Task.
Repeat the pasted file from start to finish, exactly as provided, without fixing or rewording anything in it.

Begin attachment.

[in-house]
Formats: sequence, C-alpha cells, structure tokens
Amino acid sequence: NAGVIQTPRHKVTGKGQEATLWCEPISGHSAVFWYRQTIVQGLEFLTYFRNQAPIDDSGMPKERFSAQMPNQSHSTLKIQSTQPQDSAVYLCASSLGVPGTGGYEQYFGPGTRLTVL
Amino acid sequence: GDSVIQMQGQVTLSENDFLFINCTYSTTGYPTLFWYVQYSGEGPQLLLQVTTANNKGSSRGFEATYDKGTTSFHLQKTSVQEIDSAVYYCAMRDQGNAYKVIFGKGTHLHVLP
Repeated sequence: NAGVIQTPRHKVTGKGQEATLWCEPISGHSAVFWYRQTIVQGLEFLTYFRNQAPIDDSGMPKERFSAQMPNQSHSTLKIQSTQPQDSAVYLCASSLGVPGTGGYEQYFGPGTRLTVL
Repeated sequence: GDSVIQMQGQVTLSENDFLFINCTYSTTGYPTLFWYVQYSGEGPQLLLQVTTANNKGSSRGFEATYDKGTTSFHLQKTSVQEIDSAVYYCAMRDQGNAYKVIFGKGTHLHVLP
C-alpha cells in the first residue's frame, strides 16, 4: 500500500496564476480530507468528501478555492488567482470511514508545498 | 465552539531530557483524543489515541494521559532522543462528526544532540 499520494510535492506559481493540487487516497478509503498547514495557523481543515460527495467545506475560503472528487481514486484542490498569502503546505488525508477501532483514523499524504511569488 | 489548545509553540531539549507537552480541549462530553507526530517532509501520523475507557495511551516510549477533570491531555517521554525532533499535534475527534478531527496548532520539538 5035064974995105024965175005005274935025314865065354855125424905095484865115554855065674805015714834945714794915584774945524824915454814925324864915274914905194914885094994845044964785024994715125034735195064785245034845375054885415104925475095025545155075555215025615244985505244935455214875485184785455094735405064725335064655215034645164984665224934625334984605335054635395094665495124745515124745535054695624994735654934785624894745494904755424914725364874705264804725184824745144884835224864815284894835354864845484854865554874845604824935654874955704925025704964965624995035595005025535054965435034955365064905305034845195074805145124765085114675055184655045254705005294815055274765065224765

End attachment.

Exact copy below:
[in-house]
Formats: sequence, C-alpha cells, structure tokens
Amino acid sequence: NAGVIQTPRHKVTGKGQEATLWCEPISGHSAVFWYRQTIVQGLEFLTYFRNQAPIDDSGMPKERFSAQMPNQSHSTLKIQSTQPQDSAVYLCASSLGVPGTGGYEQYFGPGTRLTVL
Amino acid sequence: GDSVIQMQGQVTLSENDFLFINCTYSTTGYPTLFWYVQYSGEGPQLLLQVTTANNKGSSRGFEATYDKGTTSFHLQKTSVQEIDSAVYYCAMRDQGNAYKVIFGKGTHLHVLP
Repeated sequence: NAGVIQTPRHKVTGKGQEATLWCEPISGHSAVFWYRQTIVQGLEFLTYFRNQAPIDDSGMPKERFSAQMPNQSHSTLKIQSTQPQDSAVYLCASSLGVPGTGGYEQYFGPGTRLTVL
Repeated sequence: GDSVIQMQGQVTLSENDFLFINCTYSTTGYPTLFWYVQYSGEGPQLLLQVTTANNKGSSRGFEATYDKGTTSFHLQKTSVQEIDSAVYYCAMRDQGNAYKVIFGKGTHLHVLP
C-alpha cells in the first residue's frame, strides 16, 4: 500500500496564476480530507468528501478555492488567482470511514508545498 | 465552539531530557483524543489515541494521559532522543462528526544532540 499520494510535492506559481493540487487516497478509503498547514495557523481543515460527495467545506475560503472528487481514486484542490498569502503546505488525508477501532483514523499524504511569488 | 489548545509553540531539549507537552480541549462530553507526530517532509501520523475507557495511551516510549477533570491531555517521554525532533499535534475527534478531527496548532520539538 5035064974995105024965175005005274935025314865065354855125424905095484865115554855065674805015714834945714794915584774945524824915454814925324864915274914905194914885094994845044964785024994715125034735195064785245034845375054885415104925475095025545155075555215025615244985505244935455214875485184785455094735405064725335064655215034645164984665224934625334984605335054635395094665495124745515124745535054695624994735654934785624894745494904755424914725364874705264804725184824745144884835224864815284894835354864845484854865554874845604824935654874955704925025704964965624995035595005025535054965435034955365064905305034845195074805145124765085114675055184655045254705005294815055274765065224765